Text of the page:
Defense Secretary Ash Carter said he plans to propose changes to the Goldwater-Nichols Act, which changed the way the military’s chain of command is structured, within the next month. “We’ll be discussing that with them [Congress] and hearing their ideas and trying to come up with the best possible ideas for the country going forward,” he said Friday morning at a Politico-sponsored breakfast. One change he said he’d like to make is to “strengthen” the role of the Joint Chiefs of Staff, but not “in any way that subtracts from their ability also to give independent military advice,” he said, according to Politico. Carter on Thursday praised the Senate Armed Services Committee’s focus on reforming Goldwater-Nichols, which he said “was important and had deeply positive results,” but “needs updates.” At a SASC hearing in December, committee Chairman Sen. John McCain (R-Ariz.) noted that Goldwater-Nichols was passed “in response to serious concerns about the effectiveness of our military,” and that while the US victory in Desert Storm suggested the reforms worked, “more recent experience on the battlefield has led to renewed concern about the respective roles and responsibilities of the service chiefs and the combatant commanders as conceived in Goldwater-Nichols.”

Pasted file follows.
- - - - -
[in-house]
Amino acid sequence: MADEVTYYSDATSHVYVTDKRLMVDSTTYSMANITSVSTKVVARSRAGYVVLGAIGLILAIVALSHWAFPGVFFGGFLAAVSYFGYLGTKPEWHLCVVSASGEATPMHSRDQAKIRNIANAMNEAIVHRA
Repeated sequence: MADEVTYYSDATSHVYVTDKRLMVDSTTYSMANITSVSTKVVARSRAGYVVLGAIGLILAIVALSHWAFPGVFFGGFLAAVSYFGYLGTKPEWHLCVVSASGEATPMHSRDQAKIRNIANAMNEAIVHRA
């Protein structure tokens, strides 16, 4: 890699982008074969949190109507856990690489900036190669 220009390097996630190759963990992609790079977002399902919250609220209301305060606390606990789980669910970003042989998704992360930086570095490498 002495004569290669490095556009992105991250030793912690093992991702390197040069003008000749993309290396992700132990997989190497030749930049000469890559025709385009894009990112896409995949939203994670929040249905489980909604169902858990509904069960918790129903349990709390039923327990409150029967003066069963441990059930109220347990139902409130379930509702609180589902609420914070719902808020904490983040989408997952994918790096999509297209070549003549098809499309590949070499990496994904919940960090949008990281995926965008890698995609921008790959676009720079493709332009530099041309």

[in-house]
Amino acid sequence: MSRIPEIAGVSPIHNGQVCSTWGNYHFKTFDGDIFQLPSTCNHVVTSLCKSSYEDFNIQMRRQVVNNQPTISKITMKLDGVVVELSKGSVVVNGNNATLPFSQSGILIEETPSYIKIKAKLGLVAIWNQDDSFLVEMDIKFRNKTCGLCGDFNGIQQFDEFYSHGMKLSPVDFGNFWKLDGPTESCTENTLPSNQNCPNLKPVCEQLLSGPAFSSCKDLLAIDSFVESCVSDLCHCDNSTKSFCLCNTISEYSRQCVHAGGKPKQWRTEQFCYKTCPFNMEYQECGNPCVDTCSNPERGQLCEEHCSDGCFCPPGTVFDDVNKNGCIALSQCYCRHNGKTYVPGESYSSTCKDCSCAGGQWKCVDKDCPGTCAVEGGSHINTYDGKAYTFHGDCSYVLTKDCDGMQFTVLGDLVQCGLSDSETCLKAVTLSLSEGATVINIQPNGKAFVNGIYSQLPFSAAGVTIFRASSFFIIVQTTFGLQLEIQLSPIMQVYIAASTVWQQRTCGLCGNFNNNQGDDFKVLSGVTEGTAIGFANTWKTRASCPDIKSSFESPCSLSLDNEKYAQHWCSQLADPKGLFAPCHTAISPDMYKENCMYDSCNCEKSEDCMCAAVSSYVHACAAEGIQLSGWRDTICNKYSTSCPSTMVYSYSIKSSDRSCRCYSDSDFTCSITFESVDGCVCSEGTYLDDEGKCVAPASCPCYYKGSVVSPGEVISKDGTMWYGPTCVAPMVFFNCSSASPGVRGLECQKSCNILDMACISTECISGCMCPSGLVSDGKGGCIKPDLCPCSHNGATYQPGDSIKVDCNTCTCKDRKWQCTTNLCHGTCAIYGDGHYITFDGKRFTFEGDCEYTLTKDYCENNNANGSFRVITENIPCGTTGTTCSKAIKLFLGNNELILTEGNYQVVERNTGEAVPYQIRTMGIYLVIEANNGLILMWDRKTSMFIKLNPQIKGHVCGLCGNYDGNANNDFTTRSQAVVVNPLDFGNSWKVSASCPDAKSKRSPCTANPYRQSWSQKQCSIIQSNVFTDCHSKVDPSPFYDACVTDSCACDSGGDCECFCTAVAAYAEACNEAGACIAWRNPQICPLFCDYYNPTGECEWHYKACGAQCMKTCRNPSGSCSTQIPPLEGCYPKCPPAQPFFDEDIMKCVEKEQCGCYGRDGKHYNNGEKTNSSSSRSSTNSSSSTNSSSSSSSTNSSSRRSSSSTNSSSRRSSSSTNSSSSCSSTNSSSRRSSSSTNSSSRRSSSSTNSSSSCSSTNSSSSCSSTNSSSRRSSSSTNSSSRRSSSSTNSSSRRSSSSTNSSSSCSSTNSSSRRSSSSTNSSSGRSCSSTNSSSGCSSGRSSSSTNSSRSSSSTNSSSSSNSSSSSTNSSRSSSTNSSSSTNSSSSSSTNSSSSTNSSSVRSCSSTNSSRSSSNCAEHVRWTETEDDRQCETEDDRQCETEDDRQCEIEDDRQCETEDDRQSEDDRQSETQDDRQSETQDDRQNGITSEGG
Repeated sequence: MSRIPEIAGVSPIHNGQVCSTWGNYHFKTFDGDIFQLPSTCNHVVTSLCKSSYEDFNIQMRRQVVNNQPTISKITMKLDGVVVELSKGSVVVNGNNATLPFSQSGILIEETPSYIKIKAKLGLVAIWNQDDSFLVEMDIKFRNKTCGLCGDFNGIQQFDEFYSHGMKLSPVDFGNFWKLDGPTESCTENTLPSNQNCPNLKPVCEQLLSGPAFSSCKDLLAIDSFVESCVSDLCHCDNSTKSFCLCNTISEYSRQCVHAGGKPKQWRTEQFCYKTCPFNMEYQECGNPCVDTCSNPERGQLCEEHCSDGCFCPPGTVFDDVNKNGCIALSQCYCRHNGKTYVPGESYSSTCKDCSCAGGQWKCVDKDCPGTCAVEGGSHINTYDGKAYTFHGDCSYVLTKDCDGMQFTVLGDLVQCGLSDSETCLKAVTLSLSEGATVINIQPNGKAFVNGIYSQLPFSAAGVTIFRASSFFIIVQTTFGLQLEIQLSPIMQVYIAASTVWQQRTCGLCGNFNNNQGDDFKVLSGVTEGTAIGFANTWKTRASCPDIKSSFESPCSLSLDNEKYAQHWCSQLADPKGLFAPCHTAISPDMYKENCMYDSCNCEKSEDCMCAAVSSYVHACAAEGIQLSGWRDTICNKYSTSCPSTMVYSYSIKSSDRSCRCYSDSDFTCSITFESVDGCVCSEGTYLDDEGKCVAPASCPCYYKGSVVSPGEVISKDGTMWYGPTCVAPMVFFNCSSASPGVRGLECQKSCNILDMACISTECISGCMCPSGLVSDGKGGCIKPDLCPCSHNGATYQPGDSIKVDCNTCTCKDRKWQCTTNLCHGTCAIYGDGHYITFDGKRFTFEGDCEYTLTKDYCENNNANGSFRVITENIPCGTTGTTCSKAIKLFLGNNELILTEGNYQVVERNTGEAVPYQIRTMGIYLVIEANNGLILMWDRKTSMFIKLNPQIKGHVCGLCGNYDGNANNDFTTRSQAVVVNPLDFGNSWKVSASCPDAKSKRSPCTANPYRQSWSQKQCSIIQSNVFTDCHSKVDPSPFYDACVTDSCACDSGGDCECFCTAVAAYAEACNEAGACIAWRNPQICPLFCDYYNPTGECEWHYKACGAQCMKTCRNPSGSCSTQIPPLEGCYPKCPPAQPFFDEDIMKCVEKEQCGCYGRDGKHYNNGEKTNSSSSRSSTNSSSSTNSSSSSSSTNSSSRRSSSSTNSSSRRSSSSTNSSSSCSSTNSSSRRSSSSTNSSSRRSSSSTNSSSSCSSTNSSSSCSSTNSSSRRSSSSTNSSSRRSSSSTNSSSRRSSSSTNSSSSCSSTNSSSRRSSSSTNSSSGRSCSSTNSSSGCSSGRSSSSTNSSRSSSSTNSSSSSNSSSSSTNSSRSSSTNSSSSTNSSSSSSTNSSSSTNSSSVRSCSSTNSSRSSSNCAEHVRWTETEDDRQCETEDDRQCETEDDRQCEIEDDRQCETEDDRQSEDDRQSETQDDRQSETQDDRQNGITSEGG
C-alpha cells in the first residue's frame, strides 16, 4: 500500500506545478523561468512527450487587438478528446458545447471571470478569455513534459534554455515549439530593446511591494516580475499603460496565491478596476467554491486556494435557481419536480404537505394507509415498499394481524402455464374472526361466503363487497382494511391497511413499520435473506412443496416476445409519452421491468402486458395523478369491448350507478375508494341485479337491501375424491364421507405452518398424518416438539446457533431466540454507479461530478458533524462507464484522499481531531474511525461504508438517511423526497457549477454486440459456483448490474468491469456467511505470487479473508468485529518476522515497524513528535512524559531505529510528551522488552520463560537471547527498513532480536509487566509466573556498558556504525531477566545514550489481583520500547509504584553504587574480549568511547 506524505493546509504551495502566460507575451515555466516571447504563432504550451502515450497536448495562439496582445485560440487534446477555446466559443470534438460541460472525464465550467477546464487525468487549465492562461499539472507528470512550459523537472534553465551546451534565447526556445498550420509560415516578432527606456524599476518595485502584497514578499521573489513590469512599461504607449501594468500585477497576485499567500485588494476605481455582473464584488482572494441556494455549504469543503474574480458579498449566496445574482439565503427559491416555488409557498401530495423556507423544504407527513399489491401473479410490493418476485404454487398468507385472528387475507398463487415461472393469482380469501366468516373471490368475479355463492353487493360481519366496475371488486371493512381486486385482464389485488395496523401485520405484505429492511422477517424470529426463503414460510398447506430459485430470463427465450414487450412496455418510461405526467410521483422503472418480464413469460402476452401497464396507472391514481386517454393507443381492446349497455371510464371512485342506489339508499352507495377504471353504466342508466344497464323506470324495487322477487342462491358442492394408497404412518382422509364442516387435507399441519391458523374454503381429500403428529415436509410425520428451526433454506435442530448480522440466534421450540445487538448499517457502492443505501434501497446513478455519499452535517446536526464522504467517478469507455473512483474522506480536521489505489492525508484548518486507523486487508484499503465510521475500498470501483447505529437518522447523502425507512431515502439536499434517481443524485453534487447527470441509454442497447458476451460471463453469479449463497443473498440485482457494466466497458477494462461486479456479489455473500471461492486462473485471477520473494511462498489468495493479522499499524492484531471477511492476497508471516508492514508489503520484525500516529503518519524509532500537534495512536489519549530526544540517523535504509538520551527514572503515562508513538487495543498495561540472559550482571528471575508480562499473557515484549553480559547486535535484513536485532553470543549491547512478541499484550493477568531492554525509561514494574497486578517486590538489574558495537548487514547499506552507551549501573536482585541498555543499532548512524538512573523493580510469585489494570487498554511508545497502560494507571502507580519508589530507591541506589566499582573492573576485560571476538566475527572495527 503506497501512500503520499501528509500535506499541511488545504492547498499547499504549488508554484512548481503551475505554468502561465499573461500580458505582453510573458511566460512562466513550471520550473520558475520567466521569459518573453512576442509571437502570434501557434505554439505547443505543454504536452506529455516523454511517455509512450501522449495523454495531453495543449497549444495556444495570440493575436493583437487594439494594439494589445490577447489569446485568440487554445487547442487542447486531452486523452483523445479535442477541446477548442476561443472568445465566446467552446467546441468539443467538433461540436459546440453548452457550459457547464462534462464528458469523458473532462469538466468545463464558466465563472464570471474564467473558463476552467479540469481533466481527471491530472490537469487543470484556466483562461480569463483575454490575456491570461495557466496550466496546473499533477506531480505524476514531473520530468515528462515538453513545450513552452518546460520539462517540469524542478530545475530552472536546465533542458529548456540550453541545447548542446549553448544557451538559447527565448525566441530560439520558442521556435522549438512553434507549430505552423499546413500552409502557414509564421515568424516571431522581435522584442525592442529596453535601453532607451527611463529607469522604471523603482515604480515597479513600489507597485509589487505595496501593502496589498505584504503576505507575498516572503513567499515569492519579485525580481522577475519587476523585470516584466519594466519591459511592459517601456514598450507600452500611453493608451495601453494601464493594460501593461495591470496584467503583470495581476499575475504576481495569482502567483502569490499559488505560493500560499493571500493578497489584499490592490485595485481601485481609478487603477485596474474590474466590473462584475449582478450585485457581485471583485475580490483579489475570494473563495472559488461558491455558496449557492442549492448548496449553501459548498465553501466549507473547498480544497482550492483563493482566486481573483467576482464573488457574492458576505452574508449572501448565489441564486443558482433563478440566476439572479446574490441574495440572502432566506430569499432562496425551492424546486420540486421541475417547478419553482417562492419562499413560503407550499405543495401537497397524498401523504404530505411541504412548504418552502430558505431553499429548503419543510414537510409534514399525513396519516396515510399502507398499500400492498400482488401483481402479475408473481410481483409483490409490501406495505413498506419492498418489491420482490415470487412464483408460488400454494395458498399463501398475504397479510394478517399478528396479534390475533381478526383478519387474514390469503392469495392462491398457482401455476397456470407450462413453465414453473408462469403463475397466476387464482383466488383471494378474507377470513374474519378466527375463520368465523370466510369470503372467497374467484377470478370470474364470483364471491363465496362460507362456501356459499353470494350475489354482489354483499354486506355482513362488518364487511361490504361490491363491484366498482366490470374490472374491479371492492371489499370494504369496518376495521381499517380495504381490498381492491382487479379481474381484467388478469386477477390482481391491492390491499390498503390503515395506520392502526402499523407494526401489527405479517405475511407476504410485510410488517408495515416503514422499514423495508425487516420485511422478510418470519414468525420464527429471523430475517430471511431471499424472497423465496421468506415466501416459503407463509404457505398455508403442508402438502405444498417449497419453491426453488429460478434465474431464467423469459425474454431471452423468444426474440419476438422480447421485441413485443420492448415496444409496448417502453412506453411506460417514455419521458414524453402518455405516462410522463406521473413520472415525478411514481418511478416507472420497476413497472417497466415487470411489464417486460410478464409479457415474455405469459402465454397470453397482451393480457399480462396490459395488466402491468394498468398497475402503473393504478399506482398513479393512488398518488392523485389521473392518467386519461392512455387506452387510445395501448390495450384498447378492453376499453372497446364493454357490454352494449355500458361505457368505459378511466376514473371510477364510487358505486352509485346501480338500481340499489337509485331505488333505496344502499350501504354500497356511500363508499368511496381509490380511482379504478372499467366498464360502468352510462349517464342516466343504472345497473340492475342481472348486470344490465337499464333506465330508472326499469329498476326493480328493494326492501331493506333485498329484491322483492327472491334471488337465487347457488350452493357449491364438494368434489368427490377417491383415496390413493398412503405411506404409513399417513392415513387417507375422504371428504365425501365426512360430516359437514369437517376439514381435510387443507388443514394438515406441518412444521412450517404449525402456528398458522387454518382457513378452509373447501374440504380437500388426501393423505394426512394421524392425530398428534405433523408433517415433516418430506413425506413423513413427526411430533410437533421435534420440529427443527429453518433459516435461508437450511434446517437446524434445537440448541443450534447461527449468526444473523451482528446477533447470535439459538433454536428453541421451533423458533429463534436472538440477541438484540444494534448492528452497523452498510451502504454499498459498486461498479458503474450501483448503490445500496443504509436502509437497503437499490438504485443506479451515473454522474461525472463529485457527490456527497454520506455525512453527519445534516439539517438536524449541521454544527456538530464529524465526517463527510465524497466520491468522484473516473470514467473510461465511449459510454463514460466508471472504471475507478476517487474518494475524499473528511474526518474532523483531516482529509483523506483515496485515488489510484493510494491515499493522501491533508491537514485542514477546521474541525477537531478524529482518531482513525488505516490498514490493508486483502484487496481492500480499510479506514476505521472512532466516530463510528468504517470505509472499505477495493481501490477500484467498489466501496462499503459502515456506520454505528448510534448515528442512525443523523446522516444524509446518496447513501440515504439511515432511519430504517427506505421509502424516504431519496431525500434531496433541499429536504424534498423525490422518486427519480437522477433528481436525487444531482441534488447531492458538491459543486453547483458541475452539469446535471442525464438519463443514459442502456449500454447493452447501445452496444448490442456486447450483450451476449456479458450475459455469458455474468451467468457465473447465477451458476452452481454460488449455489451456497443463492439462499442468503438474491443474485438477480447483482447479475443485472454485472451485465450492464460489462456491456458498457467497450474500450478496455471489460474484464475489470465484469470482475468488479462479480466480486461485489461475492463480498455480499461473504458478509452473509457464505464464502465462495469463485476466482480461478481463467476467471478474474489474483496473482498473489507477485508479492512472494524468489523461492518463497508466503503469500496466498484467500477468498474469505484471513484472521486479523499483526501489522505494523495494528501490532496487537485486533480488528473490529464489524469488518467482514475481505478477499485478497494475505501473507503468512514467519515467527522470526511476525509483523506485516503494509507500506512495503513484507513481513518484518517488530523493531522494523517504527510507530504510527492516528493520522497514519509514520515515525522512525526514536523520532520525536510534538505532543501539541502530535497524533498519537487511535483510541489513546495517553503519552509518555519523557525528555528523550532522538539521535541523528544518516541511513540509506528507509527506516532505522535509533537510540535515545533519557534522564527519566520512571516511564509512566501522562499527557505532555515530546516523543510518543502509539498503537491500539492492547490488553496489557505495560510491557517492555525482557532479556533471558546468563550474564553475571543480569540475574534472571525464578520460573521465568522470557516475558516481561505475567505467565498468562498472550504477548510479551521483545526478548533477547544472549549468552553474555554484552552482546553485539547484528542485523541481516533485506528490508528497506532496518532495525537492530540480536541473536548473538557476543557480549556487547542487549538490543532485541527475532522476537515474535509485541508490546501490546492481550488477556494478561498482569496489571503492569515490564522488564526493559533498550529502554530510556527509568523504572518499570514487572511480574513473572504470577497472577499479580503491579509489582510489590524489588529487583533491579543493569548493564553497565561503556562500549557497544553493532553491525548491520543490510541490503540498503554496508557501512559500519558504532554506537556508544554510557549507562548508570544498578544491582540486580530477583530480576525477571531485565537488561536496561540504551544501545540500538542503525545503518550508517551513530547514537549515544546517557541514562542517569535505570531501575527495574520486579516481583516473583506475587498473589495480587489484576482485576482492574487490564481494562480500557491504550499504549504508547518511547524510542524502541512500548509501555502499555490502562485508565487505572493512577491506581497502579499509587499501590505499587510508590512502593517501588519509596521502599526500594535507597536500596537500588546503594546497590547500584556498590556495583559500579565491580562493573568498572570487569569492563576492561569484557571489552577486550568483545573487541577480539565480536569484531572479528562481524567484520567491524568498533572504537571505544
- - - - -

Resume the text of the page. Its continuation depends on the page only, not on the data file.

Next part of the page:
The U.S. supports “a stronger and more capable” European defense, Defense Secretary Lloyd J. Austin III said during an Oct. 22 press conference in Brussels—but that defense should not duplicate the functions and capabilities of the NATO alliance.